What is most important to you when designing a character?
It depends on what I’m doing it for. For work, I mostly have a character description and a personality to work with, which also give the best designs in my opinion. Then you build the character up from within, and it’s easier and more fun to explore the design.
It’s another process when I’m designing my own little things for, for instance, MerMay. Then I use personal inspiration from what I see around me — colors and color combinations are my main source of inspiration.
What does your character design process look like?
For my personal work, I often start off with either playing with color combinations or rough sketching an idea. If I know where I’m going with the character, it is all about trying to communicate what I have in my mind.
Sometimes when I don’t have an idea I try to create interesting facial expressions and hand gestures and build a drawing from that. But that’s mostly when I just play around.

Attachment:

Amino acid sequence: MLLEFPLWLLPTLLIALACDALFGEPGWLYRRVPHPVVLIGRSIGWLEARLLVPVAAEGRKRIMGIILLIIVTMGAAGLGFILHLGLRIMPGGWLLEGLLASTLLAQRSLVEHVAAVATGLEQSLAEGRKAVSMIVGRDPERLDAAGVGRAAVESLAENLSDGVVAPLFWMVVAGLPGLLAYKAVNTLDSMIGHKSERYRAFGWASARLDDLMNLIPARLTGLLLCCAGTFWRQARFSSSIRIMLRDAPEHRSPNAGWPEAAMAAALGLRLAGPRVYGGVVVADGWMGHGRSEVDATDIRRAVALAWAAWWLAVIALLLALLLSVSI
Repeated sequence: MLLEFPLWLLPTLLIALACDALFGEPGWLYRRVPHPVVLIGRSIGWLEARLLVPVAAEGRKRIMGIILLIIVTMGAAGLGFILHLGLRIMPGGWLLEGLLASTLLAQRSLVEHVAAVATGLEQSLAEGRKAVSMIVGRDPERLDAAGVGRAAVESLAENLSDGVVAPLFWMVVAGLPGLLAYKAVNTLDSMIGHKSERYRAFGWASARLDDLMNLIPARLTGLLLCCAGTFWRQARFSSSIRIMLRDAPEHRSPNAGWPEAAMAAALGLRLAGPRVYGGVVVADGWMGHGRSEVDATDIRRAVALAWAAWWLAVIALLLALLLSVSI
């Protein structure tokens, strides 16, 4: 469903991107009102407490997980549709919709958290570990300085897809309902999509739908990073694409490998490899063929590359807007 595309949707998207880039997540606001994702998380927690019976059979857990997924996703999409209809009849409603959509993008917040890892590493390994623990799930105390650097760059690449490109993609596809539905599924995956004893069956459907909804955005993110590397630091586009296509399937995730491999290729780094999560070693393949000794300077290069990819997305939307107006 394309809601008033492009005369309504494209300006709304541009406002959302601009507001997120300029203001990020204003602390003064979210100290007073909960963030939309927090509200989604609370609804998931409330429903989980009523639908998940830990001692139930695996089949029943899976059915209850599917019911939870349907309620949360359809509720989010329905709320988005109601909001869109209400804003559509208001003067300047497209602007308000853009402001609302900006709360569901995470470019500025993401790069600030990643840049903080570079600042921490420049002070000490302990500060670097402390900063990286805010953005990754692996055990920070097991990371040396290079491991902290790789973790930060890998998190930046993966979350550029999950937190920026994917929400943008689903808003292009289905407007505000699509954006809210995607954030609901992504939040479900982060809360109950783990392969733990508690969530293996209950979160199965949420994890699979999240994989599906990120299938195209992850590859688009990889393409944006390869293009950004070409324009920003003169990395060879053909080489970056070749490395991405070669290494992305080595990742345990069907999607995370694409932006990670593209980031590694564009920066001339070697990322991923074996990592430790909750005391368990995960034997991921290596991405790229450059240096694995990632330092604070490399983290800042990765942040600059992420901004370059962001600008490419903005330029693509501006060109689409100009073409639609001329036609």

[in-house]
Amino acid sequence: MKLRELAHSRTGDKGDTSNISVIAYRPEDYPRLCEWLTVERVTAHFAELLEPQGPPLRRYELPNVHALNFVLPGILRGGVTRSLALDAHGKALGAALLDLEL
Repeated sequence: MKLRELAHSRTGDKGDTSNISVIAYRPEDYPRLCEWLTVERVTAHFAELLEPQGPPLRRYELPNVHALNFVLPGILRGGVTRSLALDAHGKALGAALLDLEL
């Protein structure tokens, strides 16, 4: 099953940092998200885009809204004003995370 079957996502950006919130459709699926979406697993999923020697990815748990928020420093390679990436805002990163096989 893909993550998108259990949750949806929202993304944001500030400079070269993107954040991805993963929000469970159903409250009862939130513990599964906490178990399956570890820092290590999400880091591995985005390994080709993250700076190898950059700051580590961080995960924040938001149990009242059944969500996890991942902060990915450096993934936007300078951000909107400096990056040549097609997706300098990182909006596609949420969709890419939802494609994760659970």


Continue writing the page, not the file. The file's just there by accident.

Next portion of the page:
How has taking on a month-long challenge like MerMay affected your practice?
It combines two of my favorite things — mermaids and challenging yourself together with others. Last year was the first time I really did it, and it was such an amazing experience. It was fun coming up with different mermaid characters, and in the middle when I was losing momentum there was a good amount of support and a reason to keep going.
I’ve done many of these challenges, and they are the best way to improve your skills. It keeps you drawing every day. You are a part of a community so you don’t do it alone, and it’s easier to get noticed and notice other artists.
Unfortunately, this year I’m not taking fully part in it since I have tons of work and planning a wedding next month — it was just too much.